In about 30 minutes or so, others (Mark, Matt, Fly, Chester and the rest of the yard) will begin stirring. Everyone will be demanding breakfast – some politely and others (like Chester and Mark) not so politely!
Dogs, of course, come first (although Mark and I do sneak in a cup of coffee – and Matt a cup of tea before we head out) and we will busy ourselves filling buckets of soup and kibble (just the main string gets kibble – all get soup though). Yesterday morning it was –40 again and while the younger dogs jump out of their houses and start barking the instant we walk outside, most of the older dogs stay in their warm straw beds until we actually begin feeding. I laughed so hard at Surge yesterday – he slept in until I was two dogs away from feeding him, then one paw stretched out of his house, slowly followed by another, then his nose. He stretched, sneezed twice and just slid backwards back into his house like a turtle. Apparently he wasn’t thrilled with the temperature. I laughed and called his name and he popped back out with a resigned look on his face. Breakfast in bed is not an option!
Everyone is doing very well. Newt is walking on all 4s again (although he is still confined to the smaller kennel so he doesn’t re-injure anything). Casey and Finnegan are fat and sassy. No one, including Sprite (who is still with them so they can all cuddle on the really cold nights), comes between Finn and a food bowl.
Chester is doing very well too. Well enough, in fact, that it lulls you into thinking he might actually be beating this ‘thing’. We know better though and we just make sure to enjoy the wonderful gift of time we have with him. He’s quite the character, yet very polite and well mannered in the house – well, unless it involves food.
Training is going well. The dogs are spunky and sassy. Yesterday I had Jinx and Olena in lead on a 30-mile run and Mark had Snickers and Dasher. Those girls all get along fine, but they are severely competitive with each other - seriously. It’s a hoot. Mark’s team got held up crossing the highway and I got a ways ahead. I could see those girls just driving into their harnesses to catch up with my team, which was already moving at a good clip. As Mark’s team pulled up to pass, Olena and Jinx looked over their shoulders and said ‘Not without working for it’ and hit the speed button. The entire run was one set of leaders trying to outdo and pass the other. It was a very good run!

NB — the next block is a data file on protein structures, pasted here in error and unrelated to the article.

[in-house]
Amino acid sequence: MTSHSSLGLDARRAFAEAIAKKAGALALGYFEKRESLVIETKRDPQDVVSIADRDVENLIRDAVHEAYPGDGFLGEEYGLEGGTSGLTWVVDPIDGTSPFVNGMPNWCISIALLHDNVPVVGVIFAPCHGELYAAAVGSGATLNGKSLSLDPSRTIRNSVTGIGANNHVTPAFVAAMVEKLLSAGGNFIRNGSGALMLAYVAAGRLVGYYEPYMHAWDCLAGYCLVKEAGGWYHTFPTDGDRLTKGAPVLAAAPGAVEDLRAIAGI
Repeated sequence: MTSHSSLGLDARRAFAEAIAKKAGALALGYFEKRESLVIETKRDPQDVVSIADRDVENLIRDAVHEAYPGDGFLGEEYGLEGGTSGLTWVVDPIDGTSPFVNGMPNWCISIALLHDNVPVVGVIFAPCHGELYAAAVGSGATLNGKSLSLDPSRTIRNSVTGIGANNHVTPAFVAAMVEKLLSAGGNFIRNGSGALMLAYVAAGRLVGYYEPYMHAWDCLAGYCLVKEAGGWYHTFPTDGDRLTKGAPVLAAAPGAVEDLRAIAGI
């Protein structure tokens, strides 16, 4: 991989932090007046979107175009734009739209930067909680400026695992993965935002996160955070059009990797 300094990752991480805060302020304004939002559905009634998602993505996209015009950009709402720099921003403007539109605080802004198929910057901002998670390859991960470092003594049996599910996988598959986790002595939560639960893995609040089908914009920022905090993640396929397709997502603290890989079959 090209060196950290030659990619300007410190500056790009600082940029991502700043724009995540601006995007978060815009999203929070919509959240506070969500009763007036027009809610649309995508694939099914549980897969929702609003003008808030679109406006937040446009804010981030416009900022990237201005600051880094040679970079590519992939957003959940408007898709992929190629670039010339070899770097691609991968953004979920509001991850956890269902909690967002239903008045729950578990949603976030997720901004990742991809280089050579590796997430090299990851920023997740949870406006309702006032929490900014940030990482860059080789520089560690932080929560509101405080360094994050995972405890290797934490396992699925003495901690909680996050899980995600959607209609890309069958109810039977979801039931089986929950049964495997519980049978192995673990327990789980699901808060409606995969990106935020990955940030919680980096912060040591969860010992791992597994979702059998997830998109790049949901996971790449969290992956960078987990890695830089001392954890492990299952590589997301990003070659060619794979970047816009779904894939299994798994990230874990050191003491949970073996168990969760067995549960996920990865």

Youngsters Watt, Charge and Tess are something else. All three are as hard to put away after a run as they are to hook up. They buck, stomp their feet and jump until one of us comes over and wrestles a harness off them. Once back on their chains, they pace and tell tales of the run to anyone that will listen. Despite having 800 miles of training on them already, I don’t think I’ve come close to stressing any of the three.
Q is turning into a top-notch leader. He’s serious and focused. Earlier in the season he was a methodical, but ‘slower’ leader. It was like he wanted to take his time and get everything ‘just right’. I let him do his thing and sure enough, now that the confidence is coming, so is the speed.
I see many of the things I loved so much about his Dad (Grover) in him. He put in such a nice performance in lead the other day, it about broke my heart - he reminded me so much of Grover. It’s still a fairly painful thing. In time I know he’ll just make me smile.
Eeek and Barq are both really coming into their own. Run after run they are just solid and dependable. Both are big, strong dogs that will be a real asset to the team this season.
Draco, at 9, continues to have one of the best training seasons of his life. I swear there is no way you could pick him out as the most senior member of my training pool. He looks great.
Oops – I’ve dilly-dallied too long and everyone is up and about! More later….